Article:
U.S. oil futures were hovering at seven-month highs on Friday, as supply disruptions in Nigeria and Libya lent support to the commodity, although the strong U.S. dollar limited gains.
U.S. crude futures for June delivery were up 0.12% at $48.73 a barrel, near the previous session’s seven-month high of 49.04.
On the ICE Futures Exchange in London, the July Brent contract edged up 0.08% to $48.85 a barrel, close to Wednesday’s six-month high of 49.85.
Oil prices strengthed after intruders blocked access on Thursday to Exxon Mobil (NYSE:XOM)’s terminal exporting Qua Iboe in Nigeria, the country’s largest crude stream.
Libyan crude output also remained under pressure amid internal conflict.
Elsewhere, Canadian oil production was also said to have been cut as wildfires forced closures of around 1 million barrels in daily production.
But gains in oil prices were expected to remain limited as demand for the U.S. dollar remained strong after the Federal Reserve’s April meeting minutes on Wednesday showed that officials said a June rate hike would be appropriate if economic data indicated that growth was picking up in the second quarter and employment and inflation were firming.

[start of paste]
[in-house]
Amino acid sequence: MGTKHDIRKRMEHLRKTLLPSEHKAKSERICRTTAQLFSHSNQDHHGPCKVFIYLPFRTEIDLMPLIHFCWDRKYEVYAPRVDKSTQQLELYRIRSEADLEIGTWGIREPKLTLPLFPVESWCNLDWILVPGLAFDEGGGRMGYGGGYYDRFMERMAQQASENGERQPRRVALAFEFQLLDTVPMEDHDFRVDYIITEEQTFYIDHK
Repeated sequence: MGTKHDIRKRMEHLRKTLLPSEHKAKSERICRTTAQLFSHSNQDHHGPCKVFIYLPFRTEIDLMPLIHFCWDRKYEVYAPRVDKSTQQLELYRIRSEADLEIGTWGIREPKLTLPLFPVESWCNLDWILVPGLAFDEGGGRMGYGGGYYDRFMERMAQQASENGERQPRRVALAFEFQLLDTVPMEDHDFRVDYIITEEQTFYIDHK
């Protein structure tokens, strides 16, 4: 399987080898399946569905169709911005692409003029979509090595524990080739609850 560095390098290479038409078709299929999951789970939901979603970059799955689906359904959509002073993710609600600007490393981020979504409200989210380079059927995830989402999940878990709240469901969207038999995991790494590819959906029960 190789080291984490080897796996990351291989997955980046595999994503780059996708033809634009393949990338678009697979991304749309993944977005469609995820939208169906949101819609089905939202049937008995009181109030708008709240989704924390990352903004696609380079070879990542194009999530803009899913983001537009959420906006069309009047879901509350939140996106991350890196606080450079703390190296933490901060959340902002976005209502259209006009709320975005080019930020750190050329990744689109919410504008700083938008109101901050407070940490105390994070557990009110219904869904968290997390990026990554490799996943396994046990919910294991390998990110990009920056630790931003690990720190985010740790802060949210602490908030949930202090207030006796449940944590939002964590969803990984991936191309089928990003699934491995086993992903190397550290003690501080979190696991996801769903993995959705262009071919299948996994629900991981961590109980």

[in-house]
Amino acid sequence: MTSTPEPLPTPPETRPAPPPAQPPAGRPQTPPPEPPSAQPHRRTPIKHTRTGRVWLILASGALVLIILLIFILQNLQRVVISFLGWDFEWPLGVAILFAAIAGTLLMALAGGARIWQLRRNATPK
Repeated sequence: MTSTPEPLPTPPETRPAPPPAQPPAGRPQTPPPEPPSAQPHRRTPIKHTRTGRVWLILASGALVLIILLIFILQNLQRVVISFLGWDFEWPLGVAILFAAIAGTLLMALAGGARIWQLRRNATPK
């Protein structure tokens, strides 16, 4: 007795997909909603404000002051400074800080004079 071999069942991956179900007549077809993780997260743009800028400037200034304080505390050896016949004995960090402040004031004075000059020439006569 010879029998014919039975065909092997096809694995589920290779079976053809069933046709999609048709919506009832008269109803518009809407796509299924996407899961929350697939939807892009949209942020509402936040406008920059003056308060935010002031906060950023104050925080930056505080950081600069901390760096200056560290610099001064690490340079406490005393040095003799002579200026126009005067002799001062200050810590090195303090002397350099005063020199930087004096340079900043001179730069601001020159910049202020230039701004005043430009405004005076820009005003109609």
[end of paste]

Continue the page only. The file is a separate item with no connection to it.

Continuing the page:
In addition, New York Federal Reserve President William Dudley said on Thursday that the U.S. economy could be strong enough to warrant a rate hike in June or July.
The U.S. dollar index, which measures the greenback’s strength against a trade-weighted basket of six major currencies, was steady at 95.31, just off Thursday’s seven-week peak of 95.51.